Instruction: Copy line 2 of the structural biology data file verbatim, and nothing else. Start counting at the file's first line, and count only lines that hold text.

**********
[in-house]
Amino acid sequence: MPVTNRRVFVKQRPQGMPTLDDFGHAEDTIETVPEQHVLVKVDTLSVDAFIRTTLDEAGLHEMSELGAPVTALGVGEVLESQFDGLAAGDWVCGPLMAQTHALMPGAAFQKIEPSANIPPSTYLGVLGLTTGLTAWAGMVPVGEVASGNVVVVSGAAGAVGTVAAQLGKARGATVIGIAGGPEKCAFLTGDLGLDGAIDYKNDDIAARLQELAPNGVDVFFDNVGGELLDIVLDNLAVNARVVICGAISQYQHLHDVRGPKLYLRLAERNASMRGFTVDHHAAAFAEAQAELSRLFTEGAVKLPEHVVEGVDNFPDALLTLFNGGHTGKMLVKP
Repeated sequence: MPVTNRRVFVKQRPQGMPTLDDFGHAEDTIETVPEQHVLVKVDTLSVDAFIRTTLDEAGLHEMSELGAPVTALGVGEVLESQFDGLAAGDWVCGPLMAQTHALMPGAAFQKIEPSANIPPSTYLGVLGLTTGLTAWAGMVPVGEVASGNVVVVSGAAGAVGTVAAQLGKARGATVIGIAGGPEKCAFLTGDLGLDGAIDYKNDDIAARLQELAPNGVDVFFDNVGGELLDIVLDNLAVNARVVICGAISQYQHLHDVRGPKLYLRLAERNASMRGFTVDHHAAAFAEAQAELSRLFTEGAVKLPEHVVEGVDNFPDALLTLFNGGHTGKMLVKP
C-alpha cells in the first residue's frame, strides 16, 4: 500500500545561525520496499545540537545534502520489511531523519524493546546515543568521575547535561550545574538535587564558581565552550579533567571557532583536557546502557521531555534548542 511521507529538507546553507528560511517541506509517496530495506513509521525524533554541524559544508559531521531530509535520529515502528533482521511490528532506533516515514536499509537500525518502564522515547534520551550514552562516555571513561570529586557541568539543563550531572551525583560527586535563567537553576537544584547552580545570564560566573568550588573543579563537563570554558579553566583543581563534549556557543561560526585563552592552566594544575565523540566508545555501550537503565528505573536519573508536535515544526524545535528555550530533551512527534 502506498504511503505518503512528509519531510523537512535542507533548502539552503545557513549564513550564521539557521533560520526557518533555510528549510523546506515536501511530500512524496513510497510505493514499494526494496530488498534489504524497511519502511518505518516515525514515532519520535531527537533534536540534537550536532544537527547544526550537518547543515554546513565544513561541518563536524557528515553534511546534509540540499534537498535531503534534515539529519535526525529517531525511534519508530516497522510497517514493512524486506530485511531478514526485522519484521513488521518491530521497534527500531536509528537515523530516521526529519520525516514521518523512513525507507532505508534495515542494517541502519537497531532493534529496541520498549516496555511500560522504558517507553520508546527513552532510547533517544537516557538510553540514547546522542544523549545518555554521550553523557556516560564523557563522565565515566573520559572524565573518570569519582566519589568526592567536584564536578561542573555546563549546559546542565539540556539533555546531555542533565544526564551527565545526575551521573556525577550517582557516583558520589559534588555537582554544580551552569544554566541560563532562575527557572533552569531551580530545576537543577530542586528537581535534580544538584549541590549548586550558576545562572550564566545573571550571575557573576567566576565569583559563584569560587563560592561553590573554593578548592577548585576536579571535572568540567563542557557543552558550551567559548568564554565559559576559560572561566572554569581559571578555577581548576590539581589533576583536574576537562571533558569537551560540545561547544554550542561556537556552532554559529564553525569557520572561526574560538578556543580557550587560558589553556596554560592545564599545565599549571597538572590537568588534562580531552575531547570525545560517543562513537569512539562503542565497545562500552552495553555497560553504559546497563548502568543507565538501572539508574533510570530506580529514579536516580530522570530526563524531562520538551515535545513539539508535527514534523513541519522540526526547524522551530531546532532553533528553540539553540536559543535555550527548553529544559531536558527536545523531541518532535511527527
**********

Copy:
Amino acid sequence: MPVTNRRVFVKQRPQGMPTLDDFGHAEDTIETVPEQHVLVKVDTLSVDAFIRTTLDEAGLHEMSELGAPVTALGVGEVLESQFDGLAAGDWVCGPLMAQTHALMPGAAFQKIEPSANIPPSTYLGVLGLTTGLTAWAGMVPVGEVASGNVVVVSGAAGAVGTVAAQLGKARGATVIGIAGGPEKCAFLTGDLGLDGAIDYKNDDIAARLQELAPNGVDVFFDNVGGELLDIVLDNLAVNARVVICGAISQYQHLHDVRGPKLYLRLAERNASMRGFTVDHHAAAFAEAQAELSRLFTEGAVKLPEHVVEGVDNFPDALLTLFNGGHTGKMLVKP